Mother’s Boy: A stunning novel of Cornwall, war and hidden love

Patrick Gale

Mother's Boy: A stunning novel of Cornwall, war and hidden love
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Mother’s Boy: A stunning novel of Cornwall, war and hidden love

Patrick Gale

Laura, an impoverished Cornish girl, meets her husband when they are both in service in Teignmouth in 1916. They have a baby, Charles, but Laura’s husband returns home from the trenches a damaged man, already ill with the tuberculosis that will soon leave her a widow. In a small, class-obsessed town she raises her boy alone, working as a laundress, and gradually becomes aware that he is some kind of genius.


As an intensely private young man, Charles signs up for the navy with the new rank of coder. His escape from the tight, gossipy confines of Launceston to the colour and violence of war sees him blossom as he experiences not only the possibility of death, but the constant danger of a love that is as clandestine as his work.

Mother’s Boy is the story of a man who is among, yet apart from his fellows, in thrall to, yet at a distance from his own mother; a man being shaped for a long, remarkable and revered life spent hiding in plain sight. But it is equally the story of the dauntless mother who will continue to shield him long after the dangers of war are past.

‘One of the joys of Gale’s writing is how even the smallest of characters can appear fully formed, due to a charming wickedness alongside deeper observations’ - Irish Times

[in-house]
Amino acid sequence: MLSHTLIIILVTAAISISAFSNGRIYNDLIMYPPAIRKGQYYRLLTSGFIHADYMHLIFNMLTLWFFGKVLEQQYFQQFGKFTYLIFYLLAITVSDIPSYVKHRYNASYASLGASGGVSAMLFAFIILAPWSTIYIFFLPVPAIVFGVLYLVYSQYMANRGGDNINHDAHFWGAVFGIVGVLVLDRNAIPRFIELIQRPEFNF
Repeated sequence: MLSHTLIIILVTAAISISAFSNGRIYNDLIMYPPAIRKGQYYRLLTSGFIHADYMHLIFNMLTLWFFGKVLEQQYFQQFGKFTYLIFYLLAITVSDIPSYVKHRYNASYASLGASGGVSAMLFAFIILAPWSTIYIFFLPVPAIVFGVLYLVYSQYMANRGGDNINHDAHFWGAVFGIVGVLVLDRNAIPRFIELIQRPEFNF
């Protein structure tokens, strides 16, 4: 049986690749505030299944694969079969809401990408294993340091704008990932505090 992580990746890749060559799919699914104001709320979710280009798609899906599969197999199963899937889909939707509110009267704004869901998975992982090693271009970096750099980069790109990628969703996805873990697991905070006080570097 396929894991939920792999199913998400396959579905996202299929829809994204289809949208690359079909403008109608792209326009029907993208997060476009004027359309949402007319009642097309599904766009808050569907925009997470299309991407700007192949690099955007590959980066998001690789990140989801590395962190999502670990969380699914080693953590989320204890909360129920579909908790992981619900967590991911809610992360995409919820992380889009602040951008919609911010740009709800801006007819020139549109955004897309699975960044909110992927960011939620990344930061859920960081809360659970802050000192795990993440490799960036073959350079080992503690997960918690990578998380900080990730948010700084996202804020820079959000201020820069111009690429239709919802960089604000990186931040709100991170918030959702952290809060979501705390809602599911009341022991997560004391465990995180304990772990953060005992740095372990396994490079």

Review

This beautiful novel opens with our protagonist, Charles Causley, working furiously onboard a Royal Navy ship in the control room, deciphering coded messages and relaying them to the captain of the ship during a naval battle.

The book then goes back in time and follows the life of Charles and his mother, who single-handedly raises him and is the centre of his entire life. To his mother, he is a prodigy and despite their strained finances, she buys a piano and indulges his every artistic endeavour. Through this family, we are treated to an intimate view of England from the 1920s to the 1960s.

Patrick Gale, the author of many books including the wonderful The Facts of Life, is a beguiling writer and there is an old-fashioned romance and structure in his words. Take for instance this description of Charles’ mother on her train ride home with her future husband: ‘Laura wouldn’t have said she was a nervous person but she was industrious; her mind had long been a little motor, always powering on to enumerate the next task and the one after that. As they took their seats in the third-class carriage again and an understanding look passed between them, though, she understood that motor had been stilled, and it was he who had gently stopped its motion, as you might stop a clock’s pendulum with one extended finger.’

There is a curious tension in this novel where the desires of Charles Causley are written with tremendous delicacy while the plot could be from a seething cauldron like Mildred Pierce or a Douglas Sirk melodrama from the 1950s. The reason for this becomes apparent when you read Gale’s afterword where he explains that the novel is based on the life of the real Charles Causley, a Cornish poet who indeed lived this life, but you feel Gale was so intent on keeping any prurience out of these pages that it sometimes feels like a lot happens behind closed doors.


Pierre Sutcliffe is a bookseller at Readings St Kilda.

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